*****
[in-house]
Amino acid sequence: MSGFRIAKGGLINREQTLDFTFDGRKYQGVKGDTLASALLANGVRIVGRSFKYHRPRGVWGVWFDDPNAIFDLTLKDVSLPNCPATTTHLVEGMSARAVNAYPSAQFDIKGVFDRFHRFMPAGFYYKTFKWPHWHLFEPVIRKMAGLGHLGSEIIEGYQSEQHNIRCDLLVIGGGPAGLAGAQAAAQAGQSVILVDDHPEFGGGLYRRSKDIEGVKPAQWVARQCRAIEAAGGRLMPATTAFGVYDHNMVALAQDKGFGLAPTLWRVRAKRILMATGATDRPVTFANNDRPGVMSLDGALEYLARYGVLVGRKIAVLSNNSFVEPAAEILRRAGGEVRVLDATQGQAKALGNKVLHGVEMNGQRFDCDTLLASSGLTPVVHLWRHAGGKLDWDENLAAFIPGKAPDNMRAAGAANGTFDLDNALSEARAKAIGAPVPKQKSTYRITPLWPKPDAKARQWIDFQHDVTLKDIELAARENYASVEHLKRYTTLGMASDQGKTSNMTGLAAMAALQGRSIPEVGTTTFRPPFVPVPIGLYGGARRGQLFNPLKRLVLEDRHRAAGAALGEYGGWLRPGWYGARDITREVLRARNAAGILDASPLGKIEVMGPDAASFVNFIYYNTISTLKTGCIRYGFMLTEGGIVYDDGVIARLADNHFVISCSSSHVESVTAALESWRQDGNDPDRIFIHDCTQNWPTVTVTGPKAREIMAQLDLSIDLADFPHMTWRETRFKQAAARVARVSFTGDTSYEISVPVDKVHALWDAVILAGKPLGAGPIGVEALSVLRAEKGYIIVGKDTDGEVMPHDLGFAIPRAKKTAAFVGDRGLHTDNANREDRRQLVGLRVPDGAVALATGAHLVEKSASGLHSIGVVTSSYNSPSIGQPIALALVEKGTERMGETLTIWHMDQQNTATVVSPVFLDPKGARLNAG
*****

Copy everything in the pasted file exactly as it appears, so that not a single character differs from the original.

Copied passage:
[in-house]
Amino acid sequence: MSGFRIAKGGLINREQTLDFTFDGRKYQGVKGDTLASALLANGVRIVGRSFKYHRPRGVWGVWFDDPNAIFDLTLKDVSLPNCPATTTHLVEGMSARAVNAYPSAQFDIKGVFDRFHRFMPAGFYYKTFKWPHWHLFEPVIRKMAGLGHLGSEIIEGYQSEQHNIRCDLLVIGGGPAGLAGAQAAAQAGQSVILVDDHPEFGGGLYRRSKDIEGVKPAQWVARQCRAIEAAGGRLMPATTAFGVYDHNMVALAQDKGFGLAPTLWRVRAKRILMATGATDRPVTFANNDRPGVMSLDGALEYLARYGVLVGRKIAVLSNNSFVEPAAEILRRAGGEVRVLDATQGQAKALGNKVLHGVEMNGQRFDCDTLLASSGLTPVVHLWRHAGGKLDWDENLAAFIPGKAPDNMRAAGAANGTFDLDNALSEARAKAIGAPVPKQKSTYRITPLWPKPDAKARQWIDFQHDVTLKDIELAARENYASVEHLKRYTTLGMASDQGKTSNMTGLAAMAALQGRSIPEVGTTTFRPPFVPVPIGLYGGARRGQLFNPLKRLVLEDRHRAAGAALGEYGGWLRPGWYGARDITREVLRARNAAGILDASPLGKIEVMGPDAASFVNFIYYNTISTLKTGCIRYGFMLTEGGIVYDDGVIARLADNHFVISCSSSHVESVTAALESWRQDGNDPDRIFIHDCTQNWPTVTVTGPKAREIMAQLDLSIDLADFPHMTWRETRFKQAAARVARVSFTGDTSYEISVPVDKVHALWDAVILAGKPLGAGPIGVEALSVLRAEKGYIIVGKDTDGEVMPHDLGFAIPRAKKTAAFVGDRGLHTDNANREDRRQLVGLRVPDGAVALATGAHLVEKSASGLHSIGVVTSSYNSPSIGQPIALALVEKGTERMGETLTIWHMDQQNTATVVSPVFLDPKGARLNAG